KW_Macro_Ch_10_End_of_Chapter_Problems

KW_Macro_Ch_10_End_of_Chapter_Problems - chapter 10...

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>> Aggregate Supply and Aggregate Demand chapter 10 1. Your study partner is confused by the upward-sloping short-run aggregate supply curve and the vertical long-run aggregate supply curve. How would you explain this? 2. Suppose that in Wageland all workers sign annual wage contracts each year on January 1. No matter what happens to prices of final goods and services during the year, all workers earn the wage specified in their annual contract. This year, prices of final goods and services fall unex- pectedly after the contracts are signed. Answer the following questions using a diagram and assume that the economy starts at potential output. a. How will the quantity of aggregate output supplied respond to the fall in prices? b. What will happen when firms and workers renegotiate their wages? 3. In each of the following cases, in the short run, determine whether the events cause a shift of a curve or a movement along a curve. Determine which curve is involved and the direc- tion of the change. PROBLEMS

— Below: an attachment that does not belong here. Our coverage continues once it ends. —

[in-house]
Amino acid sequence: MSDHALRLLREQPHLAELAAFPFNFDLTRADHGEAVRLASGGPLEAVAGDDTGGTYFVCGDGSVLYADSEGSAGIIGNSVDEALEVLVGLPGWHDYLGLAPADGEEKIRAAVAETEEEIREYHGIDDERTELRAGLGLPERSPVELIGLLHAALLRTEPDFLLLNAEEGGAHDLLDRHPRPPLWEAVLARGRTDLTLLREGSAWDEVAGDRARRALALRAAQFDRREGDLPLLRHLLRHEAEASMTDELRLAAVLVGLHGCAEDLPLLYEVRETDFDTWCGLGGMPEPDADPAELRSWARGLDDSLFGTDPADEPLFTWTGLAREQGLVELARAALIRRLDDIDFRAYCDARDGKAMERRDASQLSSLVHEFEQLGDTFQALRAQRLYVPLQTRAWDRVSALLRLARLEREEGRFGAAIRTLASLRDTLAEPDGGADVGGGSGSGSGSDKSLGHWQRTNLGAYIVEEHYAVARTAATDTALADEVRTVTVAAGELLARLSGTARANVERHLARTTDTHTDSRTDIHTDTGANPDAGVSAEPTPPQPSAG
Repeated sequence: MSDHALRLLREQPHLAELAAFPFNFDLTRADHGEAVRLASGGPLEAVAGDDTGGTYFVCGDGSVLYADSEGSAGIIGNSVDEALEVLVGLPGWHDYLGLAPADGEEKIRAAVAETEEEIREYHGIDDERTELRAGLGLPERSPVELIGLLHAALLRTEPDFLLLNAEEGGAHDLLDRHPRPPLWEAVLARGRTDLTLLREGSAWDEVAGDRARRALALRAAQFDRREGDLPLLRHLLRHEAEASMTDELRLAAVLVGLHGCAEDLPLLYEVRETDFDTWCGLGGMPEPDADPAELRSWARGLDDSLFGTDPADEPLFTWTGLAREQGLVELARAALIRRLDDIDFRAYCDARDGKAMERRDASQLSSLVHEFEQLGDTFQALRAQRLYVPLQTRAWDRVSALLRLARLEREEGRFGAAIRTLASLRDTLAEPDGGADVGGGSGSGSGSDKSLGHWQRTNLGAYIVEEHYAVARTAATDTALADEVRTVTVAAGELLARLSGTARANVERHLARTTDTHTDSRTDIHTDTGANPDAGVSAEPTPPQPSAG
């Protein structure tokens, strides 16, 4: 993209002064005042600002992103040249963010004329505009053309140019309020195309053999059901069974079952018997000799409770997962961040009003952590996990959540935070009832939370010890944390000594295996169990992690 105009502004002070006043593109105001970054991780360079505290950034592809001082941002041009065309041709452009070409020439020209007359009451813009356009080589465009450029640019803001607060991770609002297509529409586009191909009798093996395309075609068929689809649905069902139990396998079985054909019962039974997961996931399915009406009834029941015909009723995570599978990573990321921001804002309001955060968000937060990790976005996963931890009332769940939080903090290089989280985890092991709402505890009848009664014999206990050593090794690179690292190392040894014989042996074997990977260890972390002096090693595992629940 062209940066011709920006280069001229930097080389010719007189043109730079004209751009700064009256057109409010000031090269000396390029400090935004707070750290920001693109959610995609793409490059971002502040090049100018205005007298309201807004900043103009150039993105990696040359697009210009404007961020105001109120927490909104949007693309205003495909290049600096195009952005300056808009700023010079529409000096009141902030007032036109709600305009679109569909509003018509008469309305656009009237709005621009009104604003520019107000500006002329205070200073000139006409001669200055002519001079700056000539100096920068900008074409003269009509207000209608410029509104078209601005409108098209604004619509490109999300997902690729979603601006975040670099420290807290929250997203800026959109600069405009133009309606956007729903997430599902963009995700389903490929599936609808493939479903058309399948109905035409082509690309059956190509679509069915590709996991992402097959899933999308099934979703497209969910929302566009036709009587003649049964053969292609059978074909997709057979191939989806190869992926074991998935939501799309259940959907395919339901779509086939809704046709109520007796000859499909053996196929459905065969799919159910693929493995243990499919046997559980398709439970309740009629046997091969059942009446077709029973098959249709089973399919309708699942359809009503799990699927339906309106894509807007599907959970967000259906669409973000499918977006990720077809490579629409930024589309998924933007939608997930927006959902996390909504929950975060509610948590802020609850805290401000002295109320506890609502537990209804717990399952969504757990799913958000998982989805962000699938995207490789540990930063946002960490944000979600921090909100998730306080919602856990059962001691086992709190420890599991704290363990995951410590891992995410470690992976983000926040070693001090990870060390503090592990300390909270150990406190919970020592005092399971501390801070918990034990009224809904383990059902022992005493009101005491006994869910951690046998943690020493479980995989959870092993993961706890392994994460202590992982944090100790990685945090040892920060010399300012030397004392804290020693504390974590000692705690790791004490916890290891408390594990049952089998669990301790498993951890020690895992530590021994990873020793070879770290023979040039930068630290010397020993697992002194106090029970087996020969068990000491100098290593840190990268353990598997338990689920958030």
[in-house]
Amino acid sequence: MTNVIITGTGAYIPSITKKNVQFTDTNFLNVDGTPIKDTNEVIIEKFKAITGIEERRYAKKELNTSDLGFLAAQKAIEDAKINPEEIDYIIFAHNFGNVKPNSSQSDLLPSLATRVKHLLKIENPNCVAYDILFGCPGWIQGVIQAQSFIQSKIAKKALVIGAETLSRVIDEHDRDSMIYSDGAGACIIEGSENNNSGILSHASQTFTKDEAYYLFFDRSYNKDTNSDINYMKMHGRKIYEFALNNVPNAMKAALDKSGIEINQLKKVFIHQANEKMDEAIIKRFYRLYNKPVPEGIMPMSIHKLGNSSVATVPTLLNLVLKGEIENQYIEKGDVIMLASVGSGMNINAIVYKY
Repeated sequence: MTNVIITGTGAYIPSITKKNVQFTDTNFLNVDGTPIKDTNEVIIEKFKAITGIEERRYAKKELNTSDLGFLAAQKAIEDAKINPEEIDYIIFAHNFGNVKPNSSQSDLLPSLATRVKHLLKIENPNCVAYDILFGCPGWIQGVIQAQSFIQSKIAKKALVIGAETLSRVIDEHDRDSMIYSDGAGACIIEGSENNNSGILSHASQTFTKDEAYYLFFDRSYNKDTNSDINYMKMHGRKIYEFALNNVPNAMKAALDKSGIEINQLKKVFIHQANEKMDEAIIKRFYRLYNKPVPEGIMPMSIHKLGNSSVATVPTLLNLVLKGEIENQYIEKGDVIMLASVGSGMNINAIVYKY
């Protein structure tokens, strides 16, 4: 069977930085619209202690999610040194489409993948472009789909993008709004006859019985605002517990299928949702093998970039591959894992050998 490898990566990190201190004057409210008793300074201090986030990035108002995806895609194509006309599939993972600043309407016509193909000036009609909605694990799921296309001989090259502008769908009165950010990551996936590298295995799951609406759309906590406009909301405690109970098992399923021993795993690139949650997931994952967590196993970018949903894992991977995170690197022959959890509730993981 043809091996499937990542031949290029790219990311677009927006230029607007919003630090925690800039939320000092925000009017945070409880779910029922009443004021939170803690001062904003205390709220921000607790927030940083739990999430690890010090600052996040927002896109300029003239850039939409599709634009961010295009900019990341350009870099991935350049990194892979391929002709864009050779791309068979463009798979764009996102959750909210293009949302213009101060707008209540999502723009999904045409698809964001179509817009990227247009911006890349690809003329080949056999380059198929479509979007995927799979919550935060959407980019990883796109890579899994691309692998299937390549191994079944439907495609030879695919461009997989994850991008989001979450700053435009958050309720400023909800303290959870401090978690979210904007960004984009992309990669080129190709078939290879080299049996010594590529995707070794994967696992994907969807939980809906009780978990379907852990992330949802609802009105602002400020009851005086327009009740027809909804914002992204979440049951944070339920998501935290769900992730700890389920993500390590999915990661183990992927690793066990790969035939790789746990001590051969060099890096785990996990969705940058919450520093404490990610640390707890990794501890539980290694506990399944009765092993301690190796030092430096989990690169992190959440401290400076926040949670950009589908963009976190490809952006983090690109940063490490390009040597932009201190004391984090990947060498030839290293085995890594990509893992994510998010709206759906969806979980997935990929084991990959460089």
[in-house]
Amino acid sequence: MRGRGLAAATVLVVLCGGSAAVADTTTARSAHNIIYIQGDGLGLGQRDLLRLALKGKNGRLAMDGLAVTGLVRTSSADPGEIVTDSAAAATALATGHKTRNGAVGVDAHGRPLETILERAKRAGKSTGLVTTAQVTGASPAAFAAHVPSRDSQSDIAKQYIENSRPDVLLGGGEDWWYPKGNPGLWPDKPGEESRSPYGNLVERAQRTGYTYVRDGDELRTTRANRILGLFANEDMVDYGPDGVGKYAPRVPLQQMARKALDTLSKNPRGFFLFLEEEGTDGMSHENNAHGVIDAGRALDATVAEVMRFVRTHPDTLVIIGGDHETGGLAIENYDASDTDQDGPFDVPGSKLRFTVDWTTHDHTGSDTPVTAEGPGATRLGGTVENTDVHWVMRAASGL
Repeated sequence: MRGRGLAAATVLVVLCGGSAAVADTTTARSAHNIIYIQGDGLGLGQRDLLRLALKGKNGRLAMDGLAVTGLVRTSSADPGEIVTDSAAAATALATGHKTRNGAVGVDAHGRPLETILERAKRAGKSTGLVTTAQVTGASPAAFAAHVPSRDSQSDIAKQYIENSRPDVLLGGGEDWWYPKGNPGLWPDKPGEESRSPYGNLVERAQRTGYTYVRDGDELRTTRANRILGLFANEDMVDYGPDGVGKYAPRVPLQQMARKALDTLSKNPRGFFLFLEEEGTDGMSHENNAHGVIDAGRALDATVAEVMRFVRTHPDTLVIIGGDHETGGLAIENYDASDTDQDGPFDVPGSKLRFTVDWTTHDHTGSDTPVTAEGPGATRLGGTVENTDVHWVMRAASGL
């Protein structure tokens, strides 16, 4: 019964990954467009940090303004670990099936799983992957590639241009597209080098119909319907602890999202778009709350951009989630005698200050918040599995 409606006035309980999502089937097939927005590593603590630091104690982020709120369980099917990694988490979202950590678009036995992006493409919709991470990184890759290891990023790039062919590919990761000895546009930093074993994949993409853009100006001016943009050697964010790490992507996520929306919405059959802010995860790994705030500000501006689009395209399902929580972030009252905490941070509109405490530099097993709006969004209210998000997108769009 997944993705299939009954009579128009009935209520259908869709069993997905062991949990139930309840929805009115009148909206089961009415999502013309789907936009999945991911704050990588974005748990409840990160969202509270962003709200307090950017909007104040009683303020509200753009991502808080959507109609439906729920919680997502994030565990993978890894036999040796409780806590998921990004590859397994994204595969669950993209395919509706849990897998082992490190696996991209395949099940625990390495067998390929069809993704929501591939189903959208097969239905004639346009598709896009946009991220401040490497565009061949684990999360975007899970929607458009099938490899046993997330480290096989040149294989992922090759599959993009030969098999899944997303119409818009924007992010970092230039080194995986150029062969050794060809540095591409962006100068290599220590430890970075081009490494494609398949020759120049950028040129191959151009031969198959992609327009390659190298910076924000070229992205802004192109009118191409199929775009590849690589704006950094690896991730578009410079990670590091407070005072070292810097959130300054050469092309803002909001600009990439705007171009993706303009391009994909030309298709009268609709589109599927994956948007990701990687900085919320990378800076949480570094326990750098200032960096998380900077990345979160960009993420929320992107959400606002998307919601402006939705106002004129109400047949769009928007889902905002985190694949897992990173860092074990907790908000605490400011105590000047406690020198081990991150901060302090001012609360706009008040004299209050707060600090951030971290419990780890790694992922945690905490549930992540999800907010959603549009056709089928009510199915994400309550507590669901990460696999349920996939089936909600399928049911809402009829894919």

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a. As a result of an increase in the value of the dollar in relation to other currencies, American producers now pay less in dollar terms for foreign steel, a major commodity used in production. b. An increase in the quantity of money by the Federal Reserve increases the amount of money that people wish to lend, lowering interest rates. c. Greater union activity leads to higher nominal wages. d. A fall in the aggregate price level increases the purchasing power of households’ money holdings. As a result, they borrow less and lend more. 4. A fall in the value of the dollar against other currencies makes U.S. final goods and servic- es cheaper to foreigners even though the U.S. aggregate price level stays the same. As a result, foreigners demand more American aggregate output. Your study partner says that this represents a movement down the aggregate demand curve because foreigners are demanding more in response to a lower price. You, however, insist that this represents a rightward shift of the aggregate demand curve. Who is right? Explain.
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This note was uploaded on 04/10/2008 for the course ECONOMICS 103 taught by Professor Sheflin during the Spring '08 term at Rutgers.

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KW_Macro_Ch_10_End_of_Chapter_Problems - chapter 10...

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